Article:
According to the Global Sepsis Alliance sepsis arises when the body’s response to an infection injures its own tissues and organs. It may lead to shock, multi-organ failure, and death – especially if not recognised early and treated promptly. Sepsis is the final common pathway to death from most infectious diseases worldwide. It is a global health crisis affecting between 47 and 50 million people annually with at least 11 million dying every 2.8 seconds. Mortality can vary between 15% and 50% in different countries. Many surviving patients suffer from the consequences of sepsis for the rest of their lives. link. The burden of sepsis is most likely highest in low and middle-income countries. One in ten deaths associated with pregnancy and childbirth is due to maternal sepsis with over 95% of deaths due to maternal sepsis occurring in low and middle-income countries. One million newborn deaths are associated with maternal infection, such as maternal sepsis, each year.

Sepsis can be the clinical manifestation of infections acquired both in the community setting or in health care facilities. Health care-associated infections are one of, if not the most frequent type of adverse event to occur during care delivery and affect hundreds of millions of patients worldwide every year. Since these infections are often resistant to antibiotics, they can rapidly lead to deteriorating clinical conditions.

Risk Groups

Anyone can get sepsis, however, certain people are at an even higher risk. These include:

  • Children under 1
  • Adults over 60
  • People with no spleen
  • People with chronic diseases, e.g. lung, liver, heart
  • People with weakened immune systems, e.g. AIDS, Diabetes


Sepsis is a medical emergency. However, because of the characteristics of sepsis as a disease condition with multiple causative organisms and its evolving nature over time, people with sepsis can present various signs and symptoms at different times. link

The following symptoms might indicate sepsis:

  • Slurred speech or confusion
  • Extreme shivering or muscle pain
  • Low urine output
  • Severe breathlessness, with difficulty breathing
  • It feels like you’re going to die
  • Skin mottled or discoloured
  • Fever or low temperature
  • Increased heart rate, weak pulse, low blood pressure
  • cold extremities

If you have a confirmed or suspected infection and are experiencing any of these symptoms, please contact your local hospital or physician immediately. Suspecting sepsis is a first major step towards early recognition and diagnosis. (2018)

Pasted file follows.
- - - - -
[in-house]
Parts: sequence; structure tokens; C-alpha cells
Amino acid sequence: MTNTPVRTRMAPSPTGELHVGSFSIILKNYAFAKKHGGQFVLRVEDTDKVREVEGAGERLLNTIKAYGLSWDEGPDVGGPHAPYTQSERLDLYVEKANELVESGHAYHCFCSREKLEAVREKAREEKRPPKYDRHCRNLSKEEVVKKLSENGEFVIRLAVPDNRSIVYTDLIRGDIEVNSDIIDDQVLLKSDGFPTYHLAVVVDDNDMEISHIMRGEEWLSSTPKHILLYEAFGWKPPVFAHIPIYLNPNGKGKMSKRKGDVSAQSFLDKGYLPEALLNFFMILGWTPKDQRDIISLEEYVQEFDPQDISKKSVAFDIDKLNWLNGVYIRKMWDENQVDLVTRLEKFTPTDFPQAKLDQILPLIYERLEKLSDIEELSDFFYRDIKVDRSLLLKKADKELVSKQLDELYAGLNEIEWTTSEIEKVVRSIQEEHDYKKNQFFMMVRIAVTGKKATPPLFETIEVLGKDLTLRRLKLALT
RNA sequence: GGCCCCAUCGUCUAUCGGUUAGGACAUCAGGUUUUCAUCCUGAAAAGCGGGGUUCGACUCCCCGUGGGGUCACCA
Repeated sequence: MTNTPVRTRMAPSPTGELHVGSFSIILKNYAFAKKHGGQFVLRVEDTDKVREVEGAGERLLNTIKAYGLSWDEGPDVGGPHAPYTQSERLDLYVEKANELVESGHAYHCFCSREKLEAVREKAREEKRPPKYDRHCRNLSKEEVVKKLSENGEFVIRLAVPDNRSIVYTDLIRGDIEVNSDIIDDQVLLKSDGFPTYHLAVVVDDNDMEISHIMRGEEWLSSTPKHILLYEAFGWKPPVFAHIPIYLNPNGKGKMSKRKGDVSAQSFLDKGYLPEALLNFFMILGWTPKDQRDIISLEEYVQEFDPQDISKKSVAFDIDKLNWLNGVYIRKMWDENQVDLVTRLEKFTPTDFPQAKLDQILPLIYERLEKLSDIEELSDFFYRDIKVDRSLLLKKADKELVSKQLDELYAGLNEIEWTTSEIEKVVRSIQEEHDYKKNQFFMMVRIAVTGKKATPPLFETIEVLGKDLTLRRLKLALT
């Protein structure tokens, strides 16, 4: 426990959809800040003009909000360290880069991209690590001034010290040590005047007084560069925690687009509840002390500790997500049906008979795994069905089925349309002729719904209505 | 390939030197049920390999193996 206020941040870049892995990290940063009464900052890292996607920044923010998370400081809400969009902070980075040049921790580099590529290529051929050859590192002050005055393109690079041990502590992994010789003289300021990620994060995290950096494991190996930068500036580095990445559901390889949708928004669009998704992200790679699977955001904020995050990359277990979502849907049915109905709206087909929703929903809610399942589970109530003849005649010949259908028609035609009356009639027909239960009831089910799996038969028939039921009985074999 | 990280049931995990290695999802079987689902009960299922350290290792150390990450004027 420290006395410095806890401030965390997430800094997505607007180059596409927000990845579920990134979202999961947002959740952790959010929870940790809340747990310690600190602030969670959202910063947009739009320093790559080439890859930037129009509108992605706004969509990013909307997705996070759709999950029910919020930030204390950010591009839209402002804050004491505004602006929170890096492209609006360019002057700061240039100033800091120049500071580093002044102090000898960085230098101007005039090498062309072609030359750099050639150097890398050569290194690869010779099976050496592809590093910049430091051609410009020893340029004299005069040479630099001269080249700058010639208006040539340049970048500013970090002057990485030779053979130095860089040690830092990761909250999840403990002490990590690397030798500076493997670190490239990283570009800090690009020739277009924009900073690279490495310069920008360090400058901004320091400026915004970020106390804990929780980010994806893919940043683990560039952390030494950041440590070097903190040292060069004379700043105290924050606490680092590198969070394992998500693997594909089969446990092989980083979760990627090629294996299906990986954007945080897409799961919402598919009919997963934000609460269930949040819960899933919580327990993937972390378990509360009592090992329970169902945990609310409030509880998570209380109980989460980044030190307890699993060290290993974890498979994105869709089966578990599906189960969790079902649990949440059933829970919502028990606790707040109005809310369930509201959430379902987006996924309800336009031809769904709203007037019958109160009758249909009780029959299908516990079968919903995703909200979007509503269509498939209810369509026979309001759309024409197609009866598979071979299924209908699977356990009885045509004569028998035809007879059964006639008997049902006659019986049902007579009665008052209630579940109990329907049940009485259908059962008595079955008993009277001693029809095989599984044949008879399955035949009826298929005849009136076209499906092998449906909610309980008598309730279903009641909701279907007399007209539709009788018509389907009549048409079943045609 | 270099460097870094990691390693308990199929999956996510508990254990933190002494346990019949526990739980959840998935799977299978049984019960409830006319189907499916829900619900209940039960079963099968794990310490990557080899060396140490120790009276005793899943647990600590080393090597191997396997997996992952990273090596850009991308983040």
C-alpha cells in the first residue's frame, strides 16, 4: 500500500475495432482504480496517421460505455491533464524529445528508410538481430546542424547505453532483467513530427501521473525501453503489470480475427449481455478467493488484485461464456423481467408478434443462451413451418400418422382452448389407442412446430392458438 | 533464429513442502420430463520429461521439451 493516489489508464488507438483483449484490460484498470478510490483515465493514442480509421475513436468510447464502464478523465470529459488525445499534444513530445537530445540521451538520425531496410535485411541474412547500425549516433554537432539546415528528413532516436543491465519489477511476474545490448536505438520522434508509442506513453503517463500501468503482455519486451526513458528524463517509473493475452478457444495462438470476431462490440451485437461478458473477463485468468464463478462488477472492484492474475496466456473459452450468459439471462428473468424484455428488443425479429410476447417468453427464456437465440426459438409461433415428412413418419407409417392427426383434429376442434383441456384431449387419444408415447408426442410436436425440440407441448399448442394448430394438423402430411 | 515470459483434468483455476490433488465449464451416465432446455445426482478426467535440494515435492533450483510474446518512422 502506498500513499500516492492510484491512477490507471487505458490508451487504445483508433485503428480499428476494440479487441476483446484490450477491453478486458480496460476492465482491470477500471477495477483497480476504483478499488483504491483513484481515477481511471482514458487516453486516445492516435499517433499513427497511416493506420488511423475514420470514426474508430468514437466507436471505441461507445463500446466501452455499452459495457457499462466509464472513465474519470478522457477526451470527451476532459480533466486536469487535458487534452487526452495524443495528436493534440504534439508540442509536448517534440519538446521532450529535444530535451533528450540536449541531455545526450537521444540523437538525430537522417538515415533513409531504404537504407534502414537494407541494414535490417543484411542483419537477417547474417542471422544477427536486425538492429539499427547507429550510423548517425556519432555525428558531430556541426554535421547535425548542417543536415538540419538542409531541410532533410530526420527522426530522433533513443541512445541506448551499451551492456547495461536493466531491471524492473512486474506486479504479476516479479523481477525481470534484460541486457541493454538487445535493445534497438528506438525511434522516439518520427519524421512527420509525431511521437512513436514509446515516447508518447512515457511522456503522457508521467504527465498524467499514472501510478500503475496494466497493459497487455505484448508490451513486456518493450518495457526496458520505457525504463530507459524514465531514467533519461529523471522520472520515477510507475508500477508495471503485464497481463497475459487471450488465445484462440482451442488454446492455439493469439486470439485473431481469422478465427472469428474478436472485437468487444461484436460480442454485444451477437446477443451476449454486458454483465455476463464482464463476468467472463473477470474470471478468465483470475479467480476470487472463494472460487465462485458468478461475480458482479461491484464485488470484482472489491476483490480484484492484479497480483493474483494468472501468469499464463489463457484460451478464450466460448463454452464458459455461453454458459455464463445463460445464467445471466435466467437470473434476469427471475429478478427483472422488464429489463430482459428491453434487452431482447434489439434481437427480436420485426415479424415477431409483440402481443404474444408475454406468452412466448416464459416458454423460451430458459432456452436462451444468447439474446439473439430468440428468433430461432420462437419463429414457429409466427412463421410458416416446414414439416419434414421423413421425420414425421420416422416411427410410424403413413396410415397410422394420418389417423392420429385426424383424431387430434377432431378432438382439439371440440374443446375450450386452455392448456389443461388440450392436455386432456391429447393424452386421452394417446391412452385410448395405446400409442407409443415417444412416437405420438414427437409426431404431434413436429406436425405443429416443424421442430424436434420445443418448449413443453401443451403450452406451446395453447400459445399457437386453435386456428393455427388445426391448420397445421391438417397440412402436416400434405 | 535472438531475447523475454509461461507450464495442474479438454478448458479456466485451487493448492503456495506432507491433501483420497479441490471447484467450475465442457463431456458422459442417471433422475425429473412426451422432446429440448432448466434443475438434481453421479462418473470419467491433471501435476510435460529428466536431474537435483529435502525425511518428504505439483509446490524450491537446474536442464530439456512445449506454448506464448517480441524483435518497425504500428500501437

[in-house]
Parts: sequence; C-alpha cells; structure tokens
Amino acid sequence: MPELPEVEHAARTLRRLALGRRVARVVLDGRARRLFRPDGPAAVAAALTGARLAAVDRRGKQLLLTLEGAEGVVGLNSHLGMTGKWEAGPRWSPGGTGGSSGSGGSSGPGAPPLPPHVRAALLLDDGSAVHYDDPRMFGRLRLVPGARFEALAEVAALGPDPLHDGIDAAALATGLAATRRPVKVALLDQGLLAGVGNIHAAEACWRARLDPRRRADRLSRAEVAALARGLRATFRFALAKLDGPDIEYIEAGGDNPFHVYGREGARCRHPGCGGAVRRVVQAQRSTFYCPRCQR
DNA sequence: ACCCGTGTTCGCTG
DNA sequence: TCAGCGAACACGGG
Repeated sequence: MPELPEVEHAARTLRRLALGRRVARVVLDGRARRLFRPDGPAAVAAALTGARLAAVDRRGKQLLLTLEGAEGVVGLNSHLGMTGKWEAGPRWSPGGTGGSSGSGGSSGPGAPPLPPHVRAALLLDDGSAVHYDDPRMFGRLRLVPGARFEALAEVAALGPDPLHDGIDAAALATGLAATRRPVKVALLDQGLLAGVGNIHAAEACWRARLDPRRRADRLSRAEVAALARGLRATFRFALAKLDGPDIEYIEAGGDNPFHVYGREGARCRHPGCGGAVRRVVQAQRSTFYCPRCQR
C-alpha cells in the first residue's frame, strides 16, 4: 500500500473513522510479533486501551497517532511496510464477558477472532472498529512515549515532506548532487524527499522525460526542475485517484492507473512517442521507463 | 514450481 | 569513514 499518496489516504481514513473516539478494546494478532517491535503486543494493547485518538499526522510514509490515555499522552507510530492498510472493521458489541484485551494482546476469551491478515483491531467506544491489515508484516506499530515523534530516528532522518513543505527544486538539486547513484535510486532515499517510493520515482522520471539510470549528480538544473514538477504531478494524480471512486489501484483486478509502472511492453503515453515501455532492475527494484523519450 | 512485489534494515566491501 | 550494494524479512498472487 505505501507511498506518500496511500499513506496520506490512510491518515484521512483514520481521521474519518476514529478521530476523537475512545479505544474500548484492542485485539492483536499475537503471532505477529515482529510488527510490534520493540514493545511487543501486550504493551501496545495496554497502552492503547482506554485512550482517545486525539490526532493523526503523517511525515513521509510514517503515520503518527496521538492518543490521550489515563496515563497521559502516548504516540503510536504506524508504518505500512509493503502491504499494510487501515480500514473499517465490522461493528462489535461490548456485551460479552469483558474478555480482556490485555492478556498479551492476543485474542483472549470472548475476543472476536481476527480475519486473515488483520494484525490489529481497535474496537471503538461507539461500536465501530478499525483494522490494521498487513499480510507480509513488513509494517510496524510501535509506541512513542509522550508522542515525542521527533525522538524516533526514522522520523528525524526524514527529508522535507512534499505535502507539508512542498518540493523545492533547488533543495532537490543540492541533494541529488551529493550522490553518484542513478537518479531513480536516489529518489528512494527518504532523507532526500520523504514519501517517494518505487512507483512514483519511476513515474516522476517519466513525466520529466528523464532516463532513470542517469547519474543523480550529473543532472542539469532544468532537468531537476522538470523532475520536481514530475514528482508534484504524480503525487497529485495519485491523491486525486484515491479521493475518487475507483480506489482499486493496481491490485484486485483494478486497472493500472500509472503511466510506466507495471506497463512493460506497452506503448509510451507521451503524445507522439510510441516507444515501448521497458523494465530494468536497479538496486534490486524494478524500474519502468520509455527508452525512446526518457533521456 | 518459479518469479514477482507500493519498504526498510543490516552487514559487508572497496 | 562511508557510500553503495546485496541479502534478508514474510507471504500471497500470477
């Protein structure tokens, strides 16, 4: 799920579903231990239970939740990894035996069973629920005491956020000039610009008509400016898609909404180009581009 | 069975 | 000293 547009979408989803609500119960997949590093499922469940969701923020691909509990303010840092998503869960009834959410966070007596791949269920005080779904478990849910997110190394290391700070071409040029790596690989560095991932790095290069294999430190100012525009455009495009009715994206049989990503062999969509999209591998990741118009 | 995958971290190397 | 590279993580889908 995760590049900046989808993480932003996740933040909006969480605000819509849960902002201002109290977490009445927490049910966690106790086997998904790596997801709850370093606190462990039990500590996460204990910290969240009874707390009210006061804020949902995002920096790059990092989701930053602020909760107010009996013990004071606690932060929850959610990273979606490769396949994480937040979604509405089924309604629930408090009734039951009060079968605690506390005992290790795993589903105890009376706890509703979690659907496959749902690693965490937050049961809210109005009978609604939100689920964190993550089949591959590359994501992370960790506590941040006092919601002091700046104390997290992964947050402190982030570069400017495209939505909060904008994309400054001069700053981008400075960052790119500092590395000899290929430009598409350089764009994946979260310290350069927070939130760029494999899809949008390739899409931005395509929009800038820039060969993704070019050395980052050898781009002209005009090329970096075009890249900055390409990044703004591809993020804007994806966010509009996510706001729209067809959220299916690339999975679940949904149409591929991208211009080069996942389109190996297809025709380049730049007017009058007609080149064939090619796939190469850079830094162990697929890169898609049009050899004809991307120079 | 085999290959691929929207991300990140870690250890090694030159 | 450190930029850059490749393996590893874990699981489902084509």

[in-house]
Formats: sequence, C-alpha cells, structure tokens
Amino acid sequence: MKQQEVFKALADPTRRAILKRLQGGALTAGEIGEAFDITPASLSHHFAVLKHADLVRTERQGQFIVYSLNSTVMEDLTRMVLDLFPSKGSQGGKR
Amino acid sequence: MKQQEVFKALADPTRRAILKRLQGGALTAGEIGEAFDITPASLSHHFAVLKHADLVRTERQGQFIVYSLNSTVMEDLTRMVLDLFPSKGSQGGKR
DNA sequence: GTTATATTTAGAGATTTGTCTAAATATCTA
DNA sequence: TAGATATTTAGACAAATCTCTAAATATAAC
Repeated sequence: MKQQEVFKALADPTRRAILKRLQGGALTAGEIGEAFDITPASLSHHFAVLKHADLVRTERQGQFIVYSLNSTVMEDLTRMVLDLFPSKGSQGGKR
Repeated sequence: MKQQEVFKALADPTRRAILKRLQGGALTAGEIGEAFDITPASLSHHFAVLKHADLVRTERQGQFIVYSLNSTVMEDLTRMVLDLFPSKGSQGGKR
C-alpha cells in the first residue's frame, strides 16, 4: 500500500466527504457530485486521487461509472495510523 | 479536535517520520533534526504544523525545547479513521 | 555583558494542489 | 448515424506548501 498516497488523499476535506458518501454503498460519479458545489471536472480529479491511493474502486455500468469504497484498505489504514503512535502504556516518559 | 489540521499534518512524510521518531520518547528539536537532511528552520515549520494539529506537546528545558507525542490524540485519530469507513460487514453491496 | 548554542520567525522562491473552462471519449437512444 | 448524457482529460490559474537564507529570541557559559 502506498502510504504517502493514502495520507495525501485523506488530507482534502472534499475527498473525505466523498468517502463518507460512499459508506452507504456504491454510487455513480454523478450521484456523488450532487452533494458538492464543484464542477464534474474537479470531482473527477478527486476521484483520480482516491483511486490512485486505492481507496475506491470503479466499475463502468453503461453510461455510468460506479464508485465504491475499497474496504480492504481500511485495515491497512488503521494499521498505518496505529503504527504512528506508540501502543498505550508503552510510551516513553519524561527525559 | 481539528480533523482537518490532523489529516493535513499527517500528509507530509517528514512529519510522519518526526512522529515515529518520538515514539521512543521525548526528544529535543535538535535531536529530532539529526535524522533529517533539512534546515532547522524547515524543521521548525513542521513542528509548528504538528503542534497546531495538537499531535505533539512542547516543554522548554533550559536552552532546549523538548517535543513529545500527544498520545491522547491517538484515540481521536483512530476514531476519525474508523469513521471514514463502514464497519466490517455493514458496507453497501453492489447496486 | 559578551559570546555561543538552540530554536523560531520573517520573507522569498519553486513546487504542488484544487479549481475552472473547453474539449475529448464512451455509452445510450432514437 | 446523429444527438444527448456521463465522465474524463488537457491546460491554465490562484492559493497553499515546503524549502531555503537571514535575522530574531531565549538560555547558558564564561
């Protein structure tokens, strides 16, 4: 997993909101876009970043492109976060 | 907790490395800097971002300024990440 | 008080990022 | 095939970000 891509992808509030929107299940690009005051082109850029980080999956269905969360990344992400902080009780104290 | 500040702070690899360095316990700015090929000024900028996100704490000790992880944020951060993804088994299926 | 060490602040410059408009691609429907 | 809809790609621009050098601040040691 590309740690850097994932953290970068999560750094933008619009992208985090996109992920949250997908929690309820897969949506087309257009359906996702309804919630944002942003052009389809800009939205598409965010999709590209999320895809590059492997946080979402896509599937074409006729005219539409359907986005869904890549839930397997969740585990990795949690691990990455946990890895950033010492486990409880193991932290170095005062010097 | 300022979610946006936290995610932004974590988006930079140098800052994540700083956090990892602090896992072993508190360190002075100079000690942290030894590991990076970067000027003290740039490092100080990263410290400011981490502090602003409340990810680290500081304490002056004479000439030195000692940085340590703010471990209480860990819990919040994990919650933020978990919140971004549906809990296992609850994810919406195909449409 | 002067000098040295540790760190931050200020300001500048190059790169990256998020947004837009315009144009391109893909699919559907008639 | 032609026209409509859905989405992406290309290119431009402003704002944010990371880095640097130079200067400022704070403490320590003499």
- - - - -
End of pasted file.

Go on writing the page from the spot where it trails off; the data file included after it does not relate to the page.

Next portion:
Sepsis requires immediate hospital treatment because it can worsen rapidly. You should get antibiotics within 1 hour of arriving at hospital.

If sepsis is not treated early, it can turn into septic shock and cause your organs to fail. This is life threatening. You may need other tests or treatments depending on your symptoms, including:

  • treatment in an intensive care unit
  • a machine to help you breathe (ventilator)
  • surgery to remove areas of infection

You may need to stay in hospital for several weeks.

Recovering from Sepsis

Most people make a full recovery from sepsis. But it can take time.

You might continue to have physical and emotional symptoms. These can last for months, or even years, after you had sepsis. These long-term effects are sometimes called post-sepsis syndrome, and can include:

  • feeling very tired and weak, and difficulty sleeping
  • lack of appetite
  • getting ill more often
  • changes in your mood, or anxiety or depression
  • nightmares or flashbacks
  • post-traumatic stress disorder (PTSD)

Preventing Sepsis

Sepsis is the number one cause of preventable death worldwide. The best way to prevent sepsis is to prevent infection in the first place, which can be done by: link

  • Vaccination – ensure that children have all recommended vaccinations. link
  • Clean water
  • Hand and general good hygiene
  • Prevent hospital-acquired infections (HAIs)
  • Safe childbirth
  • Awareness
  • Keep cuts and scratches clean and covered

Extra vaccinations

If you travel to foreign countries or work in a field that may expose you to certain illnesses, you may be required to receive additional vaccines. Before you travel, check with your medical advisor to see which vaccines are recommended and which are mandatory. It takes several weeks for some vaccines to be fully effective, so allow adequate time before your departure date. Some countries will deny entry to people who have not received mandatory vaccinations, particularly if you are going to specific locations, such as the jungle or farmlands. link

Don’t be afraid to ask… ‘Could this be Sepsis?’